with the greatest war criminal in history… and Hitler.

Guest stars Alex Kingston as River Song.


Episode 7 written by Steven Moffat and directed by Peter Hoar.

Originally transmitted on BBC1 and BBCHD on 4 June 2011. (Formed the mid-season cliffhanger.)


Episode 8 written by Steven Moffat and directed by Richard Senior. 

Originally transmitted on BBC1 and BBCHD on 27 August 2011.


Episode 9:

Night Terrors, where the Doctor makes a house call on a young boy who’s frightened

of the monsters in his closet… with good reason….


Written by Mark Gatiss and directed by Richard Clark.

Originally transmitted on BBC1 and BBCHD on 3 September 2011.


Episode 10:

The Girl Who Waited. Amy becomes separated from the Doctor and Rory in a time

compressed hospital facilty, causing her to lose touch with them for over 30 of her own years…


Written by Tom MacRae.  Directed by Nick Hurran

Originally transmitted on BBC1 and BBCHD on 10 September 2011.



- Commentary track for A Good Man Goes to War featuring actors Arthur Darvill, Neve

   McIntosh (Madame Vastra), and visual FX supervisor Tim Barter.

- Monster File – The Anti-Bodies.  A 9-minute featurette spotlighting the antibody robots from

   Let’s Kill Hitler.

- Prequels.  More from the BBC website.  Again 1-2 minutes long, and there are two here, one

   for A Good Man Goes to War where the Headless Monks make a purchase from Dorium, and

   one for Let’s Kill Hitler where Amy leaves a message for the Doctor on the TARDIS asking

   if he’s found her daughter yet.


On Disc 5:


Episode 11:

The God Complex  The Doctor, Amy, Rory, and a small party of people are trapped in a

setting that looks like a 1980s hotel behind the doors of which lie everyone’s greatest fears.


Written by Toby Whithouse and directed by Nick Hurran

Originally transmitted on BBC1 and BBCHD on 17 September 2011.


Episode 12:

Closing Time   The Doctor pays a return visit to his lodger friend Craig, just to say hello

and goodbye, but a cybernetic rat does too…

Guest stars Alex Kingston as River Song.  Also features the Cybermen.


Written by Gareth Roberts and directed by Steve Hughes

Originally transmitted on BBC1 and BBCHD on 24 September 2011.


Episode 13

The Wedding of River Song  The Doctor must die.  It’s a fixed point time, and must always

happen, and when it does not… all of history breaks…

Guest stars Alex Kingston as River Song. 



- Commentary track for The Wedding of River Song featuring Writer and Executive Producer

   Steven Moffat, actress Francis Barber (Madame Kovarian), and Director Jeremy Webb.

- Monster File – the Cybermats.  A 10-minute featurette spotlighting the Cybermats seen in

   Closing Time.

- Prequel.  A 1-minute prequel from the BBC website for The Wedding of River Song where

   the ominous children’s rhyme plays over scenes from the episode.

- “Night and the Doctor – Up All Night.”  One more 2-minute scene from this series, although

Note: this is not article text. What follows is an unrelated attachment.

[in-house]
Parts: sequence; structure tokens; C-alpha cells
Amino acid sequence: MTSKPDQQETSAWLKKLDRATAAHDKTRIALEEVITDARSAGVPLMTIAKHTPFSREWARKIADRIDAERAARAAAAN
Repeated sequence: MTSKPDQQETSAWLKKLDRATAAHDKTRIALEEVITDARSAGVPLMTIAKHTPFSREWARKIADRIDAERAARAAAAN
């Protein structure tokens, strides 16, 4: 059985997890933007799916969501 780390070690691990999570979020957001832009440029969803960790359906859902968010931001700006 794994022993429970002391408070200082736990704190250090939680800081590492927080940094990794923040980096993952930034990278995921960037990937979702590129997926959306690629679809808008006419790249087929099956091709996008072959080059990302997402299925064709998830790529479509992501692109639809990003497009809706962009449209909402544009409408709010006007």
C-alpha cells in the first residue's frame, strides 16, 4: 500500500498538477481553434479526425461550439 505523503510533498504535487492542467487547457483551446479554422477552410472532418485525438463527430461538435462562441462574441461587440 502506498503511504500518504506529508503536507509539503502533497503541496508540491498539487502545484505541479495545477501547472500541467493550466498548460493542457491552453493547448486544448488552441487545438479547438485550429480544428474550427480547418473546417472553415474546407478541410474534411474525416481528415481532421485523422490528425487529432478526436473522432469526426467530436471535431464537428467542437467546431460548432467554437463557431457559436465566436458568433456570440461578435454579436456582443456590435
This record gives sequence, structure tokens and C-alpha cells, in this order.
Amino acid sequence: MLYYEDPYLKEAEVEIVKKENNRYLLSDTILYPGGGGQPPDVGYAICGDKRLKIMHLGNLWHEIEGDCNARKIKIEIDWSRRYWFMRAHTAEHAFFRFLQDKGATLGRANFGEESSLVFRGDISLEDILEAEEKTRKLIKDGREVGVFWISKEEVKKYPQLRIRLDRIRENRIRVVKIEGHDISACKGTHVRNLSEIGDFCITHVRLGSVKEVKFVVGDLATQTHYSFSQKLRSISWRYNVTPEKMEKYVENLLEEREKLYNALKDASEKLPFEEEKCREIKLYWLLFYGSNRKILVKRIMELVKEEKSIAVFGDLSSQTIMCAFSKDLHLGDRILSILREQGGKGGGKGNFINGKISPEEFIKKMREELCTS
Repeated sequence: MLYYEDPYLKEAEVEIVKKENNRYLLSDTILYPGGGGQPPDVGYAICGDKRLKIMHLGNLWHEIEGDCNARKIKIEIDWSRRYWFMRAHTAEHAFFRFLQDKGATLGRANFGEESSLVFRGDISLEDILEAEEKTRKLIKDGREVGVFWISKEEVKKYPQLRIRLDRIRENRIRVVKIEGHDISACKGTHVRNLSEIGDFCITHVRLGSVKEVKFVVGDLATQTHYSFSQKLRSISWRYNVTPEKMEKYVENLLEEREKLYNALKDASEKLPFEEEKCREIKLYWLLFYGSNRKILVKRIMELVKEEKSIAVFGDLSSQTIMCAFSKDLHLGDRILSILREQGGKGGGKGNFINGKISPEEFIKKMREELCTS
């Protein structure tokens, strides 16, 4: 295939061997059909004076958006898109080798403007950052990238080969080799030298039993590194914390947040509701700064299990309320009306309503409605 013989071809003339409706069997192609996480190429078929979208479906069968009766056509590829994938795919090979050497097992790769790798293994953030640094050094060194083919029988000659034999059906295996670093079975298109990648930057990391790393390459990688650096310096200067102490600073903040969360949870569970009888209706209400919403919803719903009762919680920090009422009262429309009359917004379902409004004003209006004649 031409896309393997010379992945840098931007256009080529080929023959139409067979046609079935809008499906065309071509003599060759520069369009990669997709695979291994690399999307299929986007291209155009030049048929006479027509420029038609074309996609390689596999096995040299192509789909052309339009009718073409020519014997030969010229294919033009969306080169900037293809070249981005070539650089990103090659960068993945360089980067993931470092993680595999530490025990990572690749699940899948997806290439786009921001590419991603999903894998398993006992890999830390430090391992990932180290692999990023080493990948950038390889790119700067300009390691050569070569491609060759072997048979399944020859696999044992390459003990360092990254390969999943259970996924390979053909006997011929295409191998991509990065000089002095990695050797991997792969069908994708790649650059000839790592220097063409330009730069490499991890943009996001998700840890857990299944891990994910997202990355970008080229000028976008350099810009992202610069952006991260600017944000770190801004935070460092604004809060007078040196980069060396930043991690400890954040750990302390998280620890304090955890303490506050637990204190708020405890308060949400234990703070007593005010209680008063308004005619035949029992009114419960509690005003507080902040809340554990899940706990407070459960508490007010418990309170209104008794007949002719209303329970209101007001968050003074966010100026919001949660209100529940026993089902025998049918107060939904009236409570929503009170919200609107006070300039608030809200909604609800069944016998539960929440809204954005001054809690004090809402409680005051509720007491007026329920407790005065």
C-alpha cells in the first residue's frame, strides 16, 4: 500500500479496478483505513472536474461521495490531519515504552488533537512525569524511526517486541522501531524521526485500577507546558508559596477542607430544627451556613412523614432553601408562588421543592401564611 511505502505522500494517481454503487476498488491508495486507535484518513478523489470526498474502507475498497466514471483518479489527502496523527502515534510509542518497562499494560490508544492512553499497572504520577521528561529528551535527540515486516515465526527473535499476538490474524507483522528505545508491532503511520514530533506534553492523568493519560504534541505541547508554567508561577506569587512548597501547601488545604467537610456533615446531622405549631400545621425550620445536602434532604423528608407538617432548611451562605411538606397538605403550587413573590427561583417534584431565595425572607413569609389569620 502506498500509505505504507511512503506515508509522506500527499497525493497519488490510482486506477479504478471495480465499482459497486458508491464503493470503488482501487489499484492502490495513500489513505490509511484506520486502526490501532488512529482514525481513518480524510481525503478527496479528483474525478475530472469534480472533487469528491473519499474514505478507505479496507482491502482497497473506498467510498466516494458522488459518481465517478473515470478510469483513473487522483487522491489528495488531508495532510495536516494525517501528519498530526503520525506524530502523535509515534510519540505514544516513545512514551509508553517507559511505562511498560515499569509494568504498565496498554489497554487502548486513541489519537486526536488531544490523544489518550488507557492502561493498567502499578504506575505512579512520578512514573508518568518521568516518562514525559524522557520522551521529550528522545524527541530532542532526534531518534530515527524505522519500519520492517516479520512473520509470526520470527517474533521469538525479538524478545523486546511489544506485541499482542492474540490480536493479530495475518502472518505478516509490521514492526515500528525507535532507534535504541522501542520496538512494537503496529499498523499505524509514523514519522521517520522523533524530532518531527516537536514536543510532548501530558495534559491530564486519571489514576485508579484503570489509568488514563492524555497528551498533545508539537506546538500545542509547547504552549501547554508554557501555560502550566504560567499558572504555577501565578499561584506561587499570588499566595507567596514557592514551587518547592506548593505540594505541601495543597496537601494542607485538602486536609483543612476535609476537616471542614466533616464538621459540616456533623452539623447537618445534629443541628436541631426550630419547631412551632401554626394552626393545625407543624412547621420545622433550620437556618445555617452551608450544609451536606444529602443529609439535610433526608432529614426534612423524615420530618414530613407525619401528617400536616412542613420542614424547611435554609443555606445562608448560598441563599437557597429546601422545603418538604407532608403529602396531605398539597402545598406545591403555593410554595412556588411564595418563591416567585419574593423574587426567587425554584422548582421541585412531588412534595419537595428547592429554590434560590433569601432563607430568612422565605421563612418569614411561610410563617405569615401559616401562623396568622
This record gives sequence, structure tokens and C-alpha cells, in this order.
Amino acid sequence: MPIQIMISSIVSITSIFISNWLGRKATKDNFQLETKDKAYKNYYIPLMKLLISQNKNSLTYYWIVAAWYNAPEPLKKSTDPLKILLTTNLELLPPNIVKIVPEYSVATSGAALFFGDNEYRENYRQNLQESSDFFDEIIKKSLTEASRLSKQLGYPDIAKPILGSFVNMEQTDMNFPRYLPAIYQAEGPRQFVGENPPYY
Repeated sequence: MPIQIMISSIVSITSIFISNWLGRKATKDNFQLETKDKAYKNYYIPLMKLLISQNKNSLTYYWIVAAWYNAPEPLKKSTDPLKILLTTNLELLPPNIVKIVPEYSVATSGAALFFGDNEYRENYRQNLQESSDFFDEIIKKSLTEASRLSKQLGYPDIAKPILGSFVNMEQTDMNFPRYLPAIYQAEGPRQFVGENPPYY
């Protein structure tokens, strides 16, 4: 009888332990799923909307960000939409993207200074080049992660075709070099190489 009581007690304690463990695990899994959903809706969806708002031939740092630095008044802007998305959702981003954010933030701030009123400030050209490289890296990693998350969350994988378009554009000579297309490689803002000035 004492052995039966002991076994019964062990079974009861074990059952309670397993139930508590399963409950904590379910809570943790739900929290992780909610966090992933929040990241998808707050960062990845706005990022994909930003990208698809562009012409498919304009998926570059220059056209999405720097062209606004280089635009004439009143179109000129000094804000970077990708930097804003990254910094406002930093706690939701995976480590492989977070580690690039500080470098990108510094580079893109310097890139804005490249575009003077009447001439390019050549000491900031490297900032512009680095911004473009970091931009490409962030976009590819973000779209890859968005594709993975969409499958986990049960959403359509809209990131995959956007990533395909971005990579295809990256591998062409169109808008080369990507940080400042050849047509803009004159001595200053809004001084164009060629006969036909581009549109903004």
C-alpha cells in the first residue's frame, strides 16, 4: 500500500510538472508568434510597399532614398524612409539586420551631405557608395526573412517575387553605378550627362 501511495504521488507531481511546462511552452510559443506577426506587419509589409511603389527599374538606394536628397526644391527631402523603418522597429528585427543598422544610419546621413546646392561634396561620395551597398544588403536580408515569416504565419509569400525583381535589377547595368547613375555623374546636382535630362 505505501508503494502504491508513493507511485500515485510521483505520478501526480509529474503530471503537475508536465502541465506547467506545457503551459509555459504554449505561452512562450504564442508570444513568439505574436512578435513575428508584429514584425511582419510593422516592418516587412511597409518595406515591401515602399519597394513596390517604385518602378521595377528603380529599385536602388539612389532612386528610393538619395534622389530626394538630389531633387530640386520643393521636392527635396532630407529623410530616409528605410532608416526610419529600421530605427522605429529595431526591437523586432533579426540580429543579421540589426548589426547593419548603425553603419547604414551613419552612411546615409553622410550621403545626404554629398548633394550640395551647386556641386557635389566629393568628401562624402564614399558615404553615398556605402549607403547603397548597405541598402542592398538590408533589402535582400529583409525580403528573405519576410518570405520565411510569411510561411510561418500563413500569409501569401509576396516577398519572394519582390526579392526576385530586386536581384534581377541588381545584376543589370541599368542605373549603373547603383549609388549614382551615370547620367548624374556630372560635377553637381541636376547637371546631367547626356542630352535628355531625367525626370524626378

this one looks more like an unused website prequel. It goes with Closing Time and features

   Craig, Daisy, and baby Alfie in their kitchen just before Daisy leaves for the weekend.

- Trailers (2).  The 1-minute long each trailers that previewed the two halves of the season on

   the BBC. 


On Disc 6:

- Doctor Who Confidential Cut-Down.  These are abbreviated versions of the Doctor Who

   Confidential documentary series that accompanied each episode on BBC3 straight after

   BBC1 transmission.  (The series has just been cancelled as well, so this is the last set we’ll

   see these on.)

- The episodes are:  1) “Coming to America” (14 minutes), 2) “Breaking the Silence” (11 min),

    3) “Ship Ahoy!” (12 min), 4) “Bigger on the Inside” (12 min), 5) “Double Trouble” (14 min),

    6) “Take Two” (12 min), 7) “The Born Identity (9 min), 8) “River Runs Wild” (13 min),

    9) “About a Boy” (14 min), 10) “What Dreams May Come” (11 min), 11) “Heartbreak

    Hotel” (9 min), 12) “Open All Hours (13 min), 13) “When Time Froze” (9 min), and

    14) “The Night’s Tale” (15 minutes).

- That last one, “The Night’s Tale,” is exclusive to this set and has never been broadcast on

   television.  It spotlights, with Director Richard Senior, the making of the mini-specials that

   appear elsewhere on this set. 


Frequently Asked Question:  What are the differences between the “vanilla” versions of the

sixth series episodes that were released earlier and what’s on this set?

Answer:  Everything that was on the vanilla releases is also present on this set, with one

exception.  The standalone release of A Christmas Carol contained the 57-minute Doctor Who

at the Proms special of concert Doctor Who music from the Royal Albert Hall in the summer

of 2010.  That is not present on this set. 


If one counts this series as a continuation of the original series, then these are eleven stories,

numbers 217-227, and episode numbers 781 through 794.